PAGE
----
Solitons could power molecular electronics and artificial muscles
18 July 2006
Solitary waves travelling through organic polymers could
be harnessed to supply power in medical devices.
|A solitary electron wave (ripples of red and
blue, centre) travels along a polymer chain, causing the chain to
bend in the middle. Image: Ohio State University.
The polymer chains tend to bend and twist as solitons pass through them.
This has led to the possibility of them being used to power artificial
muscles for high-tech robots and devices to aid human mobility. Such muscles
would be made of organic polymers, and flex in response to light or
Solitons were first discovered in water in
the 1840's by a Scottish Engineer, John Scott Russell, while observing
a barge in a canal near Edinburgh (see Heriot Watt University's web page on
www.ma.hw.ac.uk/~chris/scott_russell.html and Wikipedia for a
description of solitons:
http://en.wikipedia.org/wiki/Soliton). It was only in the 1960's when it
was discovered that the theory of solitons could be applied to
hydrodynamics, optics, plasmas, shock waves, tornados, elementary particles
of matter and even the elementary particles of thought, that their
importance was appreciated.
Since the 1980s, scientists have known that solitons can carry an
electrical charge when travelling through certain organic polymers. A new
study now suggests that solitons have intricate internal structures.
Scientists may one day use this information to put the particles to work in
molecular electronics and artificial muscles, said Ju Li, Assistant
Professor of materials science and engineering at Ohio State University.
Li explained that each soliton in the organic polymers is made up of an
electron surrounded by other particles called phonons. Just as a photon is a
particle of light energy, a phonon is a particle of vibrational energy.
The new study suggests that the electron inside a soliton can attain
different energy states, just like the electron in a hydrogen atom.
we know that such internal electronic structures exist in all atoms, this is
the first time anyone has shown that such structures exist in a soliton," Li
The soliton's quantum mechanical properties — including these newly
discovered energy states — are important because they affect how the
particle carries a charge through organic materials such as conducting
polymers at the molecular level.
"These extra electronic states will have
an effect — we just don't know right now if it will be for better or worse,"
Li and his longtime collaborators from MIT published their
findings in a recent issue of the Proceedings of the National Academy of
The name "soliton" is short for "solitary wave." Though
scientists often treat particles such as electrons as waves, soliton waves
are different. Ordinary electron waves spread out and diminish over time,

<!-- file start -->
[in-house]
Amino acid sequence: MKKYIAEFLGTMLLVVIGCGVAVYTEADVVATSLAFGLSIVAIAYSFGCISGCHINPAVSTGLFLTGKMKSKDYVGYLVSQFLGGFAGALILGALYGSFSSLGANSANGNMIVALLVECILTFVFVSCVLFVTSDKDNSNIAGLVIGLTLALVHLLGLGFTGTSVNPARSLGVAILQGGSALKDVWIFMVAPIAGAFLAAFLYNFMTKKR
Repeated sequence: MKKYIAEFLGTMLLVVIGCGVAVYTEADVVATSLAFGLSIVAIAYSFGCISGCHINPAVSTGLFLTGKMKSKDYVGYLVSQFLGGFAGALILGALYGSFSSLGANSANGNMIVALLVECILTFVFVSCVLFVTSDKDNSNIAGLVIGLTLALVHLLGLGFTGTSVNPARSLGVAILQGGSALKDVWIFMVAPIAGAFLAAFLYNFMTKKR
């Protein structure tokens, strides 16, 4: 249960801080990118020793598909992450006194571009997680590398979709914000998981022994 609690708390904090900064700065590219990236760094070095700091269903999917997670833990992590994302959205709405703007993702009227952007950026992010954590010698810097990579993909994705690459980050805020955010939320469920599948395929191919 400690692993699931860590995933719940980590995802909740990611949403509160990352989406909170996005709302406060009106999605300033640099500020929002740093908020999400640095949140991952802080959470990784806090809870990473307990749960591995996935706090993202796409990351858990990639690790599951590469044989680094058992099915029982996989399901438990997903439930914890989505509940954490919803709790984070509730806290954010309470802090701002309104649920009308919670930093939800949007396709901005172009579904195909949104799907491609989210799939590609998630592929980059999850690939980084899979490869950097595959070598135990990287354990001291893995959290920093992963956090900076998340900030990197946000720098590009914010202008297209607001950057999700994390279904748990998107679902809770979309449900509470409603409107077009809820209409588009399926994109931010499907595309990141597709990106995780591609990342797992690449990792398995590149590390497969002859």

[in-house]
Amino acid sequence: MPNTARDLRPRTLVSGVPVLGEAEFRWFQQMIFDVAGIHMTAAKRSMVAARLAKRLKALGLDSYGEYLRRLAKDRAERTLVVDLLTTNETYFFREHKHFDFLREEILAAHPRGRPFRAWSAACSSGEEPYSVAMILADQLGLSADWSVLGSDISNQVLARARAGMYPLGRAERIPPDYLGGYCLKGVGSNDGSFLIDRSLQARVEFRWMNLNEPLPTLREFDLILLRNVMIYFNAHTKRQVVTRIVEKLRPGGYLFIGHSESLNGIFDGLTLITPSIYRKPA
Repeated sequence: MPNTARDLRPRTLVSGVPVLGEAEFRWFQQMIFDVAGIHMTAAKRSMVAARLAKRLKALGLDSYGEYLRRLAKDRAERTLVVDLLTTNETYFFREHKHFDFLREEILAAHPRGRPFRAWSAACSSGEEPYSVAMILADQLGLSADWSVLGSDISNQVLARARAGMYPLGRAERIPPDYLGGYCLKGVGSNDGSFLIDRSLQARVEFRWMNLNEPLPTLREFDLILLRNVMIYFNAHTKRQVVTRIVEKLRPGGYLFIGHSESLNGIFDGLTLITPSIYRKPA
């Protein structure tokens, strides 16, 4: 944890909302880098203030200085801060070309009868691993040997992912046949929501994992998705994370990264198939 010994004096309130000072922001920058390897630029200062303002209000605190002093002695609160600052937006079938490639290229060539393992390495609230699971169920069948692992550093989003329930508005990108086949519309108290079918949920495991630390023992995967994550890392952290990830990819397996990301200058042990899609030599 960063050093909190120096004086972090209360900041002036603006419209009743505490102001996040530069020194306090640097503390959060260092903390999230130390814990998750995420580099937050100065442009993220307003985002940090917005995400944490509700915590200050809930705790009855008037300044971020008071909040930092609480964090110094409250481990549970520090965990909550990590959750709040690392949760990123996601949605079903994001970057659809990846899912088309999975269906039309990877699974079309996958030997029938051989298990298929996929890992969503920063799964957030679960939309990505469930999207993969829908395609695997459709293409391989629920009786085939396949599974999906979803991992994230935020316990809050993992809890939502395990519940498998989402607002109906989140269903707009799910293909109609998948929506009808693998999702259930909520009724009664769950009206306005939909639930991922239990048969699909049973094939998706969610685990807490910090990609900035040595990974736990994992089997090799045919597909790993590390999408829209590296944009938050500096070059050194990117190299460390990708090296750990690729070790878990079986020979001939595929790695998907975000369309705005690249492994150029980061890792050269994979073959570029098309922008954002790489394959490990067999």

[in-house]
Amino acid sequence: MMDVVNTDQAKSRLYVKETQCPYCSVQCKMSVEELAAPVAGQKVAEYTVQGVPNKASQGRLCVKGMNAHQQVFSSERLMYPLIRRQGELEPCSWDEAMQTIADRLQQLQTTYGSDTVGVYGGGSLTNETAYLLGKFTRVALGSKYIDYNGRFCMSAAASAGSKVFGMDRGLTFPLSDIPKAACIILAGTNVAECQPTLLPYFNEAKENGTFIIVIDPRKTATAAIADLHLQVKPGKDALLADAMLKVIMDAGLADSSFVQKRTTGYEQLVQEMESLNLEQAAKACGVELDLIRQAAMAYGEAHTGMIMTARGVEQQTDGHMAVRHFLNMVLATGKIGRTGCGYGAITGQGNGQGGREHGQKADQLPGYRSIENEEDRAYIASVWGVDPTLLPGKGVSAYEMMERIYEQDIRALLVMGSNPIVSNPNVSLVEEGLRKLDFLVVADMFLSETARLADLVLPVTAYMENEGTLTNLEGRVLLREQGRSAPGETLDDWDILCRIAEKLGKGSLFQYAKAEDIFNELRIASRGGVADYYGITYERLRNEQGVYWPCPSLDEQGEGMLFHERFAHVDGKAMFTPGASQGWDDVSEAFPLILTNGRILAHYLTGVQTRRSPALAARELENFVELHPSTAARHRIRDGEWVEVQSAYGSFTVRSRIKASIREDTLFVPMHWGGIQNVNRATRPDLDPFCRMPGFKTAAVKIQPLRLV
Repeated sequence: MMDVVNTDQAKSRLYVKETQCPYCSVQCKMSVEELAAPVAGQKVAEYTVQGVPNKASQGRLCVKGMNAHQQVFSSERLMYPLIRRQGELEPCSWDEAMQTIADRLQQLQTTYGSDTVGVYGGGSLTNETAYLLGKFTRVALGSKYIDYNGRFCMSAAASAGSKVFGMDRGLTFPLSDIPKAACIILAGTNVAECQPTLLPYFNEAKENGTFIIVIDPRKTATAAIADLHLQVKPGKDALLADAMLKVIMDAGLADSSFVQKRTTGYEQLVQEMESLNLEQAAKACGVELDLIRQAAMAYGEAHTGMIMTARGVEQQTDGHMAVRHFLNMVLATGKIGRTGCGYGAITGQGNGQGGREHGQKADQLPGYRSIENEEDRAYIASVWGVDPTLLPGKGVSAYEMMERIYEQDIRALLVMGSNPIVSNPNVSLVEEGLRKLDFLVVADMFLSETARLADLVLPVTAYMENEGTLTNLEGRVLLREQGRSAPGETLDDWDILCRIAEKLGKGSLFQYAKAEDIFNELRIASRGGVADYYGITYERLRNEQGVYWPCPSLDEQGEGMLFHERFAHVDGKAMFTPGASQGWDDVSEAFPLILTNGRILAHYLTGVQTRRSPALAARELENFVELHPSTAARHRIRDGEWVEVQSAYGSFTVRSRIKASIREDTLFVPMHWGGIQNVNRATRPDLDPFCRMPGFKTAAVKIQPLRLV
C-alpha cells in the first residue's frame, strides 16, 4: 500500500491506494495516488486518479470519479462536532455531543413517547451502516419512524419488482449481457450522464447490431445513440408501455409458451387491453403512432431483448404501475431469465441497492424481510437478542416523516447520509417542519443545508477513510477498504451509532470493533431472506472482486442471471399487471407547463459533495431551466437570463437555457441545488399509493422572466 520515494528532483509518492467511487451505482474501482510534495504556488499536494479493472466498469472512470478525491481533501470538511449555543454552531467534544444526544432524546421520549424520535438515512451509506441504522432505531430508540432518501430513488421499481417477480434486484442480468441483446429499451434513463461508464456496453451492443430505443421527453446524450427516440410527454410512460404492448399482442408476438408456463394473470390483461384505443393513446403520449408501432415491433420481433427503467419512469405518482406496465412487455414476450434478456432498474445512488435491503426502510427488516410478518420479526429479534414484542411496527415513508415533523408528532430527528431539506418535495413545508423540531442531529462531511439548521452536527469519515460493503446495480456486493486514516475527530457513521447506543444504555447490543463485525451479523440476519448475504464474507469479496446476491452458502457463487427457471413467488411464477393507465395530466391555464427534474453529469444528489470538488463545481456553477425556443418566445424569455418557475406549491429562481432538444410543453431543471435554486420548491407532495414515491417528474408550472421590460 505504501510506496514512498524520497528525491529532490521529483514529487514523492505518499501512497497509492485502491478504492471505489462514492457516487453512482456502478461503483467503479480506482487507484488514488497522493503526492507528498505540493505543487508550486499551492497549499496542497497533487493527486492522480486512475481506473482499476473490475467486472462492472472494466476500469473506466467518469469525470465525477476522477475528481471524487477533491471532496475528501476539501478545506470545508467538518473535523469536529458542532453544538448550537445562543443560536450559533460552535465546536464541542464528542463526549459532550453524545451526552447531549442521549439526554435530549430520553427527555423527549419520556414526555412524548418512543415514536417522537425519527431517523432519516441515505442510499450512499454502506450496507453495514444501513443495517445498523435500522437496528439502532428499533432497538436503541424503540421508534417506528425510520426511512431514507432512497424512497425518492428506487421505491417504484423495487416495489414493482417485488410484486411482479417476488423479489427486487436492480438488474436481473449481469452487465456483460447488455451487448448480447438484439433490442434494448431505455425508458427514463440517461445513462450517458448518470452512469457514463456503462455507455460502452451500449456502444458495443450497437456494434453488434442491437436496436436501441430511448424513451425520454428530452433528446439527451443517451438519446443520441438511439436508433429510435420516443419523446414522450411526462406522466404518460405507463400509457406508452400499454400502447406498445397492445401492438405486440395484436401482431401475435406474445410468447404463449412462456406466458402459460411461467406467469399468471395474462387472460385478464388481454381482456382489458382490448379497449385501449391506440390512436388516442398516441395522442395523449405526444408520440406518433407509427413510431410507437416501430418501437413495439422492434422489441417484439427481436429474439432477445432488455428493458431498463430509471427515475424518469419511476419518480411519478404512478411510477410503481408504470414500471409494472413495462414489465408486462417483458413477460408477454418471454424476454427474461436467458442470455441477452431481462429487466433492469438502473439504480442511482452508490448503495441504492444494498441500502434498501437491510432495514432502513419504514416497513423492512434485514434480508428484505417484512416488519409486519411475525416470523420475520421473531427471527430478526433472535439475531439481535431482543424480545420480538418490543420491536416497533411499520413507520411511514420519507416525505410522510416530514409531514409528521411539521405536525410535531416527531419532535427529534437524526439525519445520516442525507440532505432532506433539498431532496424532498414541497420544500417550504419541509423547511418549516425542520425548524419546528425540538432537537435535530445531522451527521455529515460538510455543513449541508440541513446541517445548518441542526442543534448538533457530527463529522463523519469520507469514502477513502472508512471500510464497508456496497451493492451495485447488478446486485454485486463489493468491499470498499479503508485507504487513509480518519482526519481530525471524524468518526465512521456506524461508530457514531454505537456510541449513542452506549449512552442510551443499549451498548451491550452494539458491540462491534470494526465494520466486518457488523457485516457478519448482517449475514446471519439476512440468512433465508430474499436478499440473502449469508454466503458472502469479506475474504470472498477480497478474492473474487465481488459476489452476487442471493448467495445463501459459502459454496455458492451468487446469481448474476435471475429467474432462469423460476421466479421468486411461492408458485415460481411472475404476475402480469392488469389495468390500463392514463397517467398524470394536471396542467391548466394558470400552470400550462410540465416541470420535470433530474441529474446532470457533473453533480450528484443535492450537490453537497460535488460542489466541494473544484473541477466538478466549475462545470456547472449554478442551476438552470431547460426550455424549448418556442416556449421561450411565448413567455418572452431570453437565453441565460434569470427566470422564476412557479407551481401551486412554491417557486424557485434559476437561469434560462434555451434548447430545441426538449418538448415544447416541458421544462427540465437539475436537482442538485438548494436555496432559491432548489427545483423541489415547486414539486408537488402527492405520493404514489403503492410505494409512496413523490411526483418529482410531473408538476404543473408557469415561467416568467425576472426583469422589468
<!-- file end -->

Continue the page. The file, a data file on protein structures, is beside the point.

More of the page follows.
and soliton waves don't.
"It's like when you make a ripple in water — it
quickly spreads and disappears," Li said. "But a soliton is a strange kind
of object. Once it is made, it maintains its character for a long time."
In fibre optics, normal light waves gradually flatten out; unless the signal
is boosted periodically, it disappears. In contrast, solitonic light waves
retain their structure and keep going without assistance. Some
telecommunication companies have exploited that fact by using solitons to
cheaply send signals over long distances.
Before solitons can be fully
exploited in a wider range of applications, scientists must learn more about
their basic properties, Li said. He's especially interested in how solitons
carry a charge through conducting polymers, which consist of long, skinny
chains of molecules.
The tiny chains are practically one-dimensional, and
this calls some strange physics into play, Li said.
In their PNAS paper,
Li and MIT colleagues Xi Lin, Clemens Först, and Sidney Yip describe a
detailed calculation of what happens to solitons at a quantum-mechanical
level as they travel along a chain of the organic polymer polyacetylene.
Their mathematical model builds upon a 1979 model called the
Su-Schrieffer-Heeger (SSH) model. Alan Heeger, a University of California,
Santa Barbara physicist who won the Nobel Prize in 2000 for his pioneering
work on conducting polymers.
Li said the new work extends the SSH model by
including the full flexibility of the polymer chain, as well as interactions
The finding will likely affect the development of
molecular electronics — devices built from individual molecules.
understood, solitons may also be harnessed to drive molecular motors in
nanotechnology," Li said.
This work was mainly funded by Honda R&D Co.,
Ltd., with computing resources provided by the Ohio Supercomputer Center.